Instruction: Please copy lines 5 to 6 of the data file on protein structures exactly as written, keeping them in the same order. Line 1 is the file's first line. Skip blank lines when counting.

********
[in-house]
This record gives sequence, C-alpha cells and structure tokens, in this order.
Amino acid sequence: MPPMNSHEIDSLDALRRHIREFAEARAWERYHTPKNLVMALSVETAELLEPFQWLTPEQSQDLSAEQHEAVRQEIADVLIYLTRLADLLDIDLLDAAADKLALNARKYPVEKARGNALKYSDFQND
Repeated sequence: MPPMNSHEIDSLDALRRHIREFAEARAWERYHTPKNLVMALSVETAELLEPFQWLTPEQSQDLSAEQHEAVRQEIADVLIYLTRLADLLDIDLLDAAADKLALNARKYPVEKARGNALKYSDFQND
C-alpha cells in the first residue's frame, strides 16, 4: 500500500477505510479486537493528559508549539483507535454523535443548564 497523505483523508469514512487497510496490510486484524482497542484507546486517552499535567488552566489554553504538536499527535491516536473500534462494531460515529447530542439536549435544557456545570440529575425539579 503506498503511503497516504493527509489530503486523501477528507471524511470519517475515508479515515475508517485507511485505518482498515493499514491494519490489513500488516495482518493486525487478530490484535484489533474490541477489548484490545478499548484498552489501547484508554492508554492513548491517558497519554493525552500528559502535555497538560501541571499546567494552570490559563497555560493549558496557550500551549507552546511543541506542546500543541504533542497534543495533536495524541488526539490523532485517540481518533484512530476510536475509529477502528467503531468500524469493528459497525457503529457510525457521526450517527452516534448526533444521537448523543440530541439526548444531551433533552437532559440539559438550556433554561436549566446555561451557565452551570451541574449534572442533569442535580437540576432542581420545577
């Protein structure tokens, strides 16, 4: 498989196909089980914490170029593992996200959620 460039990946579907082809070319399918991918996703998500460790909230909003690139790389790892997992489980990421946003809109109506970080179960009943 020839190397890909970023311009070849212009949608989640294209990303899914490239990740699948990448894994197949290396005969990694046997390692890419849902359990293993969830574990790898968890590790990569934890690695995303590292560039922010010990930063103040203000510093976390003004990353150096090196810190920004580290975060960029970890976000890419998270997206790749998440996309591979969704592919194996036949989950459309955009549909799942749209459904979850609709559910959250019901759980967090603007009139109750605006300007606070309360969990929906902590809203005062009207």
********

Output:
C-alpha cells in the first residue's frame, strides 16, 4: 500500500477505510479486537493528559508549539483507535454523535443548564 497523505483523508469514512487497510496490510486484524482497542484507546486517552499535567488552566489554553504538536499527535491516536473500534462494531460515529447530542439536549435544557456545570440529575425539579 503506498503511503497516504493527509489530503486523501477528507471524511470519517475515508479515515475508517485507511485505518482498515493499514491494519490489513500488516495482518493486525487478530490484535484489533474490541477489548484490545478499548484498552489501547484508554492508554492513548491517558497519554493525552500528559502535555497538560501541571499546567494552570490559563497555560493549558496557550500551549507552546511543541506542546500543541504533542497534543495533536495524541488526539490523532485517540481518533484512530476510536475509529477502528467503531468500524469493528459497525457503529457510525457521526450517527452516534448526533444521537448523543440530541439526548444531551433533552437532559440539559438550556433554561436549566446555561451557565452551570451541574449534572442533569442535580437540576432542581420545577
């Protein structure tokens, strides 16, 4: 498989196909089980914490170029593992996200959620 460039990946579907082809070319399918991918996703998500460790909230909003690139790389790892997992489980990421946003809109109506970080179960009943 020839190397890909970023311009070849212009949608989640294209990303899914490239990740699948990448894994197949290396005969990694046997390692890419849902359990293993969830574990790898968890590790990569934890690695995303590292560039922010010990930063103040203000510093976390003004990353150096090196810190920004580290975060960029970890976000890419998270997206790749998440996309591979969704592919194996036949989950459309955009549909799942749209459904979850609709559910959250019901759980967090603007009139109750605006300007606070309360969990929906902590809203005062009207």